What a difference a pro makes

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Eight months before the Olympic Time Trial takes place in London, Fabian Cancellara was out around Surrey doing a recon of the 44km route, as revealed in the latest Cycling Weekly magazine. When one of his entourage suggested that they skip a small part of the route, the Swiss time trial specialist replied “we’re doing it. We are riding every single metre“.

This is what champions do. They recon routes in the depths of winter. They attach a helmet cam to their heads as they do it. They watch the route video over and over in the days before the event. Then when it comes to the day itself, they are able to draw on all of the extra knowledge they’ve gained, thereby giving them a crucial edge over those opponents who are not willing to go to these lengths in their pursuit of victory.

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Get Outta That Saddle Stephen!

KellyRocheBooks

The 1980’s was a magical time for Irish professional cycling. For a while we could lay claim to the top two cyclists in the world. Sean Kelly and Stephen Roche won everything (except the Tour of Flanders). At no stage in their careers did they ever end up as team-mates, but they liked and respected each other and often rode for each other in races.

Roche once said that people shouldn’t look at their respective careers as separate entities, weighing up which one of them won which races. Instead, said Roche, we should put their career achievements together and view them as one.

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The World champion has been breaking rules!

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The UCI, cycling’s governing body, take their image rights of the rainbow stripes very seriously. The five colours, arranged as they are in order blue, red, black, yellow, green are a registered trademark and their use on any piece of bicycle equipment must be approved by the UCI themselves. They have many pages of rules and regulations regarding the rainbow stripes of World Champion available on their website.

Mark Cavendish, the current World road race champion has broken these rules.

The following is a photo of Cavendish on the podium in Copenhagen shortly after accepting his prize for winning the biggest one-day race in cycling.

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Vuelta 2011 – The best stage race of the year?

Froome and Cobo battling it out at the 2011 Vuelta a Espana

It is now the end of the cycling season and we await once more for January to roll round so we can get excited about the perhaps undeserved hype of the Tour Down Under. As such there have been plenty ‘Best of 2011’ lists appearing in various places.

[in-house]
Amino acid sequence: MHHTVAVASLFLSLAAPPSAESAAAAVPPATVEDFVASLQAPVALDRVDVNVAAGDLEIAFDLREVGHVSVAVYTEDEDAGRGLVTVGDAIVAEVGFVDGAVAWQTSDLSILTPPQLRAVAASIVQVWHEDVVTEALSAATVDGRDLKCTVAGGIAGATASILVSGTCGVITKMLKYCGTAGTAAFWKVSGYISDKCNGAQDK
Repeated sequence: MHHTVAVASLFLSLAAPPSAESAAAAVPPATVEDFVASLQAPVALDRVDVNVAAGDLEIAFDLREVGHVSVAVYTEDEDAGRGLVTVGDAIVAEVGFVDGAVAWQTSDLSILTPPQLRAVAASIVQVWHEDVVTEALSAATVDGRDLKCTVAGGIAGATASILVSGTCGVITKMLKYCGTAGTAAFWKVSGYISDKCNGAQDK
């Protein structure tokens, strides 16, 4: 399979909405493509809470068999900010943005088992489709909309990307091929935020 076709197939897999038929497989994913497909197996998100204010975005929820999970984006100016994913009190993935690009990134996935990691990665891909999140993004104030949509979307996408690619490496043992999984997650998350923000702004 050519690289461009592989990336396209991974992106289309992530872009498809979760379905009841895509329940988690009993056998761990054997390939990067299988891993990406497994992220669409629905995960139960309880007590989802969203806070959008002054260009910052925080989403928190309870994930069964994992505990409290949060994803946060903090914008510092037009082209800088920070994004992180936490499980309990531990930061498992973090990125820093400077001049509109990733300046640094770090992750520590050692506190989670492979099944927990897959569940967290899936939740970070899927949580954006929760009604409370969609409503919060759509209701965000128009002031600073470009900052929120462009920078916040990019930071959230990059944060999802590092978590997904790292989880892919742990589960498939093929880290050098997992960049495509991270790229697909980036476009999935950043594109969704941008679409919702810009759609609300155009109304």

The category ‘Best Stage Race’ is rarely ever not the Tour de France in these retrospective lists. This is because it is the most famous race and many people deciding to fill out the voting form may not know their Paris-Nices from their Paris-Roubaixs. But this year, when people decided to give their vote to the Tour de France it seems to come with a caveat along the lines of ‘I know everybody always votes for the Tour de France, but this year’s really was the best stage race of the year’.

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The perfect cyclist – A jack of all trades

One of the most interesting things about cycling compared to most other sports are the different disciplines that any given rider can take part in – road racing, time-trialling, mountain biking, track racing and cyclo-cross.

Stephen Roche once said that “maybe it is a view of a dreamer but I have always believed that a complete bike racer should be able to ride on the flat, in the mountains, in the time trials and on the track.”

Not long after Roche finished third in the 1985 Tour de France at the age of 25, he rode the Paris six-day race on the track with the British rider Tony Doyle. Roche crashed and hurt his knee, an injury which would plague him for the rest of his career.

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When is a reliable source reliable?

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My Dad is a professional musician. He’s played the fiddle and mandolin on stage with the likes of Rory Gallagher, The Pogues, Van Morrison and The Waterboys. Recently he noticed that his name was listed on the Wikipedia page about the mandolin as a noteworthy Irish mandolinist.

His name, ‘Paul Kelly‘, was listed as one of those red Wikipedia links that don’t go anywhere, because there was no ‘Paul Kelly’ Wikipedia page. Consequently, he asked me to make one for him. So I did.

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